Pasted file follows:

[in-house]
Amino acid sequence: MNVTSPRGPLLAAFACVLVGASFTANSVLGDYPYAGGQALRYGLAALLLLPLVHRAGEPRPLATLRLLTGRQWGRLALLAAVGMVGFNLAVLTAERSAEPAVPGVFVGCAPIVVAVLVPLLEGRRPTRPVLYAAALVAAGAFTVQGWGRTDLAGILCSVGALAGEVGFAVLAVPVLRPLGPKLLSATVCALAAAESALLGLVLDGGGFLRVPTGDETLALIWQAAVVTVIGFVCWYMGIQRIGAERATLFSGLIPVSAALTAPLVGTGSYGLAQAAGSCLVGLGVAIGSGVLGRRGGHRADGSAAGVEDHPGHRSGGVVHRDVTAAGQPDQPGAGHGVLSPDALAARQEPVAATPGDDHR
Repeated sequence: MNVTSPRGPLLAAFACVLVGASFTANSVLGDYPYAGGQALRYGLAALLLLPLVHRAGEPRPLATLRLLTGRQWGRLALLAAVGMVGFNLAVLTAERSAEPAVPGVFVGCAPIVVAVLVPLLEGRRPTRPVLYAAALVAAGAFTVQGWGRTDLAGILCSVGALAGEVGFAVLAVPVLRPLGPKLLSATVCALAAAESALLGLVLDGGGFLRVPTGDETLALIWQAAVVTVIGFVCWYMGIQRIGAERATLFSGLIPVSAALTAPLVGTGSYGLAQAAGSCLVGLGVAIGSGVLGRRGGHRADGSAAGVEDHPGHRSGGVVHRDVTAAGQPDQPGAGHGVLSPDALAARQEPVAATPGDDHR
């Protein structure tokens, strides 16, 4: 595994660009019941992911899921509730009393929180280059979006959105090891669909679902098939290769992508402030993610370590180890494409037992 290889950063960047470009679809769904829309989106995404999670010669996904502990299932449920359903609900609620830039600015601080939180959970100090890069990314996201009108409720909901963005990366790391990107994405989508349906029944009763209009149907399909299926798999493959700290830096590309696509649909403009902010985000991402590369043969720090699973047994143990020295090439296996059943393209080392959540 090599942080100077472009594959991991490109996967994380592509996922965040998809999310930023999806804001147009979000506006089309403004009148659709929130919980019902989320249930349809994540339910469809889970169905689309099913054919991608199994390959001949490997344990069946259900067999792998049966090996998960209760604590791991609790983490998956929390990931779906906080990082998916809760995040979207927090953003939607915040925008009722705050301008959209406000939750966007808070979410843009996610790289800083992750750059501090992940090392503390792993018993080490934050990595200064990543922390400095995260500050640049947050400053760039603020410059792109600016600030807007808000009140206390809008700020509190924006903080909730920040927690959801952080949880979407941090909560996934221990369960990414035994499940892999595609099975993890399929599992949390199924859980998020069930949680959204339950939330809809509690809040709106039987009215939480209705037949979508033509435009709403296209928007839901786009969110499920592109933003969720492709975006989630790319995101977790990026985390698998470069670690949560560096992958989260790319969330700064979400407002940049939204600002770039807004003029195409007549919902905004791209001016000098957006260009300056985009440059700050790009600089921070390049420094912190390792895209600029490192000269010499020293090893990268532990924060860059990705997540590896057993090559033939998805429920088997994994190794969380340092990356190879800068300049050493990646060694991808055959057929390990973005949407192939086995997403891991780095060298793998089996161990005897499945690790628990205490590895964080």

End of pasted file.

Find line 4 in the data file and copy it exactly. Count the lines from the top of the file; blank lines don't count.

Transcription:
């Protein structure tokens, strides 16, 4: 595994660009019941992911899921509730009393929180280059979006959105090891669909679902098939290769992508402030993610370590180890494409037992 290889950063960047470009679809769904829309989106995404999670010669996904502990299932449920359903609900609620830039600015601080939180959970100090890069990314996201009108409720909901963005990366790391990107994405989508349906029944009763209009149907399909299926798999493959700290830096590309696509649909403009902010985000991402590369043969720090699973047994143990020295090439296996059943393209080392959540 090599942080100077472009594959991991490109996967994380592509996922965040998809999310930023999806804001147009979000506006089309403004009148659709929130919980019902989320249930349809994540339910469809889970169905689309099913054919991608199994390959001949490997344990069946259900067999792998049966090996998960209760604590791991609790983490998956929390990931779906906080990082998916809760995040979207927090953003939607915040925008009722705050301008959209406000939750966007808070979410843009996610790289800083992750750059501090992940090392503390792993018993080490934050990595200064990543922390400095995260500050640049947050400053760039603020410059792109600016600030807007808000009140206390809008700020509190924006903080909730920040927690959801952080949880979407941090909560996934221990369960990414035994499940892999595609099975993890399929599992949390199924859980998020069930949680959204339950939330809809509690809040709106039987009215939480209705037949979508033509435009709403296209928007839901786009969110499920592109933003969720492709975006989630790319995101977790990026985390698998470069670690949560560096992958989260790319969330700064979400407002940049939204600002770039807004003029195409007549919902905004791209001016000098957006260009300056985009440059700050790009600089921070390049420094912190390792895209600029490192000269010499020293090893990268532990924060860059990705997540590896057993090559033939998805429920088997994994190794969380340092990356190879800068300049050493990646060694991808055959057929390990973005949407192939086995997403891991780095060298793998089996161990005897499945690790628990205490590895964080």